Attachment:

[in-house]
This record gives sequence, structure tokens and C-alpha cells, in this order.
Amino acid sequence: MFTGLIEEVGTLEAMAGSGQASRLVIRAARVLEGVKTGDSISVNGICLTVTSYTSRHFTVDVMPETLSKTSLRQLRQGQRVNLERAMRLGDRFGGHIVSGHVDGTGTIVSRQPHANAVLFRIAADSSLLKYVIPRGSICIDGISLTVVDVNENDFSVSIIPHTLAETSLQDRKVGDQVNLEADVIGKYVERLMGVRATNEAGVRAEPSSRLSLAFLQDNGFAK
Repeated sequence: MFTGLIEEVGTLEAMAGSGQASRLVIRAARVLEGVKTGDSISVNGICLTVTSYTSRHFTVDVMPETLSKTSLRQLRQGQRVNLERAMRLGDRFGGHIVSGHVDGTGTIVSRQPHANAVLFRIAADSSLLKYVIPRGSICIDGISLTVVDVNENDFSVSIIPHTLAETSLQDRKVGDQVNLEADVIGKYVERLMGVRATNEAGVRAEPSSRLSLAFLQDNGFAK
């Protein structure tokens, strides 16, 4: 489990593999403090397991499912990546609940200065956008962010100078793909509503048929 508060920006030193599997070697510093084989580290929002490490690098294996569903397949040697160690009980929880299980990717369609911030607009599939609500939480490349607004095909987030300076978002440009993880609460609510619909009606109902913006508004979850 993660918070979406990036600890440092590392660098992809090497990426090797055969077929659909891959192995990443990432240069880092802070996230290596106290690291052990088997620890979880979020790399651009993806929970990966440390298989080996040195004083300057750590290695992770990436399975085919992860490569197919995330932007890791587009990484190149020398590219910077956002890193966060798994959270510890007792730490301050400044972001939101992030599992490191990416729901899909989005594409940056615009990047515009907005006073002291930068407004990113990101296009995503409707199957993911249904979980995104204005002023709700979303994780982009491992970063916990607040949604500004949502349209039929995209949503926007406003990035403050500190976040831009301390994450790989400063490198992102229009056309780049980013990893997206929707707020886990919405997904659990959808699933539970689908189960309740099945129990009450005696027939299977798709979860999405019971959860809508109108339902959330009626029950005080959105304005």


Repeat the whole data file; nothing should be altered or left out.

[in-house]
This record gives sequence, structure tokens and C-alpha cells, in this order.
Amino acid sequence: MFTGLIEEVGTLEAMAGSGQASRLVIRAARVLEGVKTGDSISVNGICLTVTSYTSRHFTVDVMPETLSKTSLRQLRQGQRVNLERAMRLGDRFGGHIVSGHVDGTGTIVSRQPHANAVLFRIAADSSLLKYVIPRGSICIDGISLTVVDVNENDFSVSIIPHTLAETSLQDRKVGDQVNLEADVIGKYVERLMGVRATNEAGVRAEPSSRLSLAFLQDNGFAK
Repeated sequence: MFTGLIEEVGTLEAMAGSGQASRLVIRAARVLEGVKTGDSISVNGICLTVTSYTSRHFTVDVMPETLSKTSLRQLRQGQRVNLERAMRLGDRFGGHIVSGHVDGTGTIVSRQPHANAVLFRIAADSSLLKYVIPRGSICIDGISLTVVDVNENDFSVSIIPHTLAETSLQDRKVGDQVNLEADVIGKYVERLMGVRATNEAGVRAEPSSRLSLAFLQDNGFAK
């Protein structure tokens, strides 16, 4: 489990593999403090397991499912990546609940200065956008962010100078793909509503048929 508060920006030193599997070697510093084989580290929002490490690098294996569903397949040697160690009980929880299980990717369609911030607009599939609500939480490349607004095909987030300076978002440009993880609460609510619909009606109902913006508004979850 993660918070979406990036600890440092590392660098992809090497990426090797055969077929659909891959192995990443990432240069880092802070996230290596106290690291052990088997620890979880979020790399651009993806929970990966440390298989080996040195004083300057750590290695992770990436399975085919992860490569197919995330932007890791587009990484190149020398590219910077956002890193966060798994959270510890007792730490301050400044972001939101992030599992490191990416729901899909989005594409940056615009990047515009907005006073002291930068407004990113990101296009995503409707199957993911249904979980995104204005002023709700979303994780982009491992970063916990607040949604500004949502349209039929995209949503926007406003990035403050500190976040831009301390994450790989400063490198992102229009056309780049980013990893997206929707707020886990919405997904659990959808699933539970689908189960309740099945129990009450005696027939299977798709979860999405019971959860809508109108339902959330009626029950005080959105304005």